Roman theatres derive from and are part of the overall evolution of earlier Greek theatres. Indeed, much of the architectural influence on the Romans came from the Greeks, and theatre structural design was no different from other buildings.
The hippodrome was an ancient Grecian stadium for horse racing and chariot racing. The name is derived from the Greek words hippos (horse) and dromos (course). The term is used in the modern French language and some others, with the meaning of "horse racecourse"; hence, some present-day horse racing tracks are also called 'hippodromes', for example the Central Moscow Hippodrome.
Stadium is the Latin form of the Greek word "stadion" , a measure of length equalling the length of 600 human feet.As feet are of variable length the exact length of a stadion depends on the exact length adopted for 1 foot at a given place and time. Although in modern terms 1 stadion = 600 ft (180 m), in a given historical context it may actually signify a length up to 15% larger or smaller.
The Roman basilica was a large public building where business or legal matters could be transacted
The Colosseum or Coliseum , also known as the Flavian Amphitheatre (Latin: Amphitheatrum Flavium; Italian: Anfiteatro Flavio [amfiteˈaːtro ˈflaːvjo] or Colosseo [kolosˈsɛːo]), is an oval amphitheatre in the centre of the city of Rome, Italy. Built of concrete and sand.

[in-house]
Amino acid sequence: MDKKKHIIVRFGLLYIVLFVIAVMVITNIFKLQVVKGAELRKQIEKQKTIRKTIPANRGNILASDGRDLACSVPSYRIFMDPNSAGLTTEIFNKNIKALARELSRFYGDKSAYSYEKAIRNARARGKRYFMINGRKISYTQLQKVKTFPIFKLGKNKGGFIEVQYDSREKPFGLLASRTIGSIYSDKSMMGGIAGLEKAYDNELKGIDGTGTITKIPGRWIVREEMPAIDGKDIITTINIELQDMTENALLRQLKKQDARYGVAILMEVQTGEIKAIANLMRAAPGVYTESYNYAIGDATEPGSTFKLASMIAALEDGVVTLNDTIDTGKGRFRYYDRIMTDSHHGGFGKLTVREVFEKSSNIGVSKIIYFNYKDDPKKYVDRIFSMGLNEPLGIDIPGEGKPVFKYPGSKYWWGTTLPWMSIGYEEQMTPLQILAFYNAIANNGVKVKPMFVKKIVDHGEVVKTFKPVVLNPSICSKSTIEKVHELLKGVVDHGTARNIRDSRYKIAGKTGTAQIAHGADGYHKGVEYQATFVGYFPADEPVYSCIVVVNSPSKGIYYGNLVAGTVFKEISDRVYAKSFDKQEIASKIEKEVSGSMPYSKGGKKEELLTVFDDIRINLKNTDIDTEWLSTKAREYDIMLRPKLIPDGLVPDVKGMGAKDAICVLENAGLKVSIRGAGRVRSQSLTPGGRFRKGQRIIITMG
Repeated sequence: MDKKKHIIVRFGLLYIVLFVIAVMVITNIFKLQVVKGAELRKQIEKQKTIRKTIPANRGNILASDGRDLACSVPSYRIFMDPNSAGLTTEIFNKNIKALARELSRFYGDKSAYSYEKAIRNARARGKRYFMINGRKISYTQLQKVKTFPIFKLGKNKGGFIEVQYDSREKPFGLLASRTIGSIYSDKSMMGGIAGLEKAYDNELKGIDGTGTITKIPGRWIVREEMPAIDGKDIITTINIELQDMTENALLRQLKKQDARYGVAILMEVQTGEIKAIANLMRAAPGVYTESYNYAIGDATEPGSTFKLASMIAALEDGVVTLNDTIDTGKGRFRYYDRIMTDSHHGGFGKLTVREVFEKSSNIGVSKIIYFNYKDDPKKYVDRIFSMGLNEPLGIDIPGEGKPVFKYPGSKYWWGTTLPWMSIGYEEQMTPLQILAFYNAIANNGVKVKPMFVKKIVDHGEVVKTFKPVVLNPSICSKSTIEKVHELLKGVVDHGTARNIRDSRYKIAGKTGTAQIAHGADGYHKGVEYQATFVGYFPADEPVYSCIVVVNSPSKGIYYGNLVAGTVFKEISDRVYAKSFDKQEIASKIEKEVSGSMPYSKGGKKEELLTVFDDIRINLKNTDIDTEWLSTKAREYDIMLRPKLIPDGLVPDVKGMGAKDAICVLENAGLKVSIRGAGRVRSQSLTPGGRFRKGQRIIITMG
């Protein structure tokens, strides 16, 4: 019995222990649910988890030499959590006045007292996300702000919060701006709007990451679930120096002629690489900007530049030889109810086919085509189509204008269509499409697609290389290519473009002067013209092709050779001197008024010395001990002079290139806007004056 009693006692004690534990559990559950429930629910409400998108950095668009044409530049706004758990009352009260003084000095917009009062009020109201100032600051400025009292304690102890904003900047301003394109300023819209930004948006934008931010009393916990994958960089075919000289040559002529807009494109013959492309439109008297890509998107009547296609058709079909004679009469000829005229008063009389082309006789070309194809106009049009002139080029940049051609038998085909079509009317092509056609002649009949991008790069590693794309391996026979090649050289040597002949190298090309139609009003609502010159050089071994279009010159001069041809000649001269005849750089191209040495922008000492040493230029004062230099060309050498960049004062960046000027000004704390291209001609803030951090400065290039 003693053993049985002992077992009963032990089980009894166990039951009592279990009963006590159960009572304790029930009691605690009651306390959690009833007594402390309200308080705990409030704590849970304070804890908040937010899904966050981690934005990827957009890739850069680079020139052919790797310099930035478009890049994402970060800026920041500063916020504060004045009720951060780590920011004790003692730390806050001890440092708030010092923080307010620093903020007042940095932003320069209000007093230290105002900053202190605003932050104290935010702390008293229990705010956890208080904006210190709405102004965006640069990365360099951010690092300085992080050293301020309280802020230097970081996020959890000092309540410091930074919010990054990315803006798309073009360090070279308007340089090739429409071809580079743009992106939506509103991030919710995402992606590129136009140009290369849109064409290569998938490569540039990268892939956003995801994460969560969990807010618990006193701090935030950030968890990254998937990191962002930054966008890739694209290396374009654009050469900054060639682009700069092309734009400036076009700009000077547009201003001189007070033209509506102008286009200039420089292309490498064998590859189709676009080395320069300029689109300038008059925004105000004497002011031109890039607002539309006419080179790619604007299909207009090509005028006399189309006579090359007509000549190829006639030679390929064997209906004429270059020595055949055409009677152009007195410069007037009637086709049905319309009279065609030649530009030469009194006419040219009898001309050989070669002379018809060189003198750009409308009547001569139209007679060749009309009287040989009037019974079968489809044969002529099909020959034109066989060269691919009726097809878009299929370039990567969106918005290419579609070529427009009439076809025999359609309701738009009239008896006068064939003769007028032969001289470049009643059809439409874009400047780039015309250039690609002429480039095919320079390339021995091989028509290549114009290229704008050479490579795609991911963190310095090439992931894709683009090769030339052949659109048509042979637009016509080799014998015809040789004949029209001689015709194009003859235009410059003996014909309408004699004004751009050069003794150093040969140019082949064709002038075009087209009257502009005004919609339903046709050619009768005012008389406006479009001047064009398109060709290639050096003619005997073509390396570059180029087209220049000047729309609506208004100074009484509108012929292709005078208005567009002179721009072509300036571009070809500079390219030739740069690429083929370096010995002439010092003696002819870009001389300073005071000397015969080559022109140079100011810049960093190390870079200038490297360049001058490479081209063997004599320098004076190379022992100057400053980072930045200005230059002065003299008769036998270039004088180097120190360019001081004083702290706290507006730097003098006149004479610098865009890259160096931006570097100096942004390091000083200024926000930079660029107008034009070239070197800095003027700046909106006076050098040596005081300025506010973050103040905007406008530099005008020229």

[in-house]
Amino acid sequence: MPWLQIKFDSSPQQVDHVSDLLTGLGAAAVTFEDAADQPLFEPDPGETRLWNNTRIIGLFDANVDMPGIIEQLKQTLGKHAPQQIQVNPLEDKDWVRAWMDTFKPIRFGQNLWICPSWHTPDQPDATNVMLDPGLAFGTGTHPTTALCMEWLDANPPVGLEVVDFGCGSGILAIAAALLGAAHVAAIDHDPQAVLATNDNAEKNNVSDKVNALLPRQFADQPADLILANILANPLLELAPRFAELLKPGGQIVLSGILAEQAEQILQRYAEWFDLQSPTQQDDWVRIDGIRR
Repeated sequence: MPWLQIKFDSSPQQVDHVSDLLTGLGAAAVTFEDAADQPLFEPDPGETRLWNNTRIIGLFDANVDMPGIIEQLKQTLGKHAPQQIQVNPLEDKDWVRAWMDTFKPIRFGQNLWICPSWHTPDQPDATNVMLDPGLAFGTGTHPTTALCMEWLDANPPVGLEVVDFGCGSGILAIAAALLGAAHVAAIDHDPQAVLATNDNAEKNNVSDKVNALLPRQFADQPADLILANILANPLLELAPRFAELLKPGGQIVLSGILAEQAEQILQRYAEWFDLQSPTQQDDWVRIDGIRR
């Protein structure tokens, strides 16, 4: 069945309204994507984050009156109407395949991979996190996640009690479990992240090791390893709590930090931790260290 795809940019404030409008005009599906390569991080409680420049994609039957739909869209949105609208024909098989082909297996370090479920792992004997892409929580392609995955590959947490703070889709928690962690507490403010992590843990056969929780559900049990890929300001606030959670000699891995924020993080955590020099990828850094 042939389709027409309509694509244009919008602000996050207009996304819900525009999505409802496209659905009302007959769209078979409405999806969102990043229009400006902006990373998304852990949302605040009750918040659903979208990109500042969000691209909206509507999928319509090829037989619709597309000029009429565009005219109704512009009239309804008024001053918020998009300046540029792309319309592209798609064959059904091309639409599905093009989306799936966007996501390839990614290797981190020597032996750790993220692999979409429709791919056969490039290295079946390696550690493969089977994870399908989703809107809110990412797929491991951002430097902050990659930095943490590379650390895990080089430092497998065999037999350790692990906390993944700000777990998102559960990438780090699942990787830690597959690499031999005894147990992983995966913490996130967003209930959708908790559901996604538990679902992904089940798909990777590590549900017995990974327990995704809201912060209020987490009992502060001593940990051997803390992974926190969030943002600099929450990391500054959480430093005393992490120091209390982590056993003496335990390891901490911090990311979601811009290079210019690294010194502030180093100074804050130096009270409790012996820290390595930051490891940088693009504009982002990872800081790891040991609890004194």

In Roman city planning, a decumanus was an east-west-oriented road in a Roman city, castrum (military camp), or colonia. The main decumanus was the Decumanus Maximus, which normally connected the Porta Praetoria (in a military camp, closest to the enemy) to the Porta Decumana (away from the enemy).
A cardo was the Latin name given to a north-south street in Ancient Roman cities and military camps as an integral component of city planning. The cardo maximus was the main or central north–south-oriented street.
A forum (Latin forum "public place outdoors",plural fora; English plural either fora or forums) was a public square in a Roman municipium, or any civitas, reserved primarily for the vending of goods; i.e., a marketplace, along with the buildings used for shops and the stoas used for open stalls. Many forums were constructed at remote locations along a road by the magistrate responsible for the road, in which case the forum was the only settlement at the site and had its own name
The Circus Maximus (Latin for greatest or largest circus, in Italian Circo Massimo) is an ancient Roman chariot racing stadium and mass entertainment venue located in Rome, Italy. Situated in the valley between the Aventine and Palatine hills, it was the first and largest stadium in ancient Rome and its later Empire. It measured 621 m (2,037 ft) in length and 118 m (387 ft) in width and could accommodate over 150,000 spectators.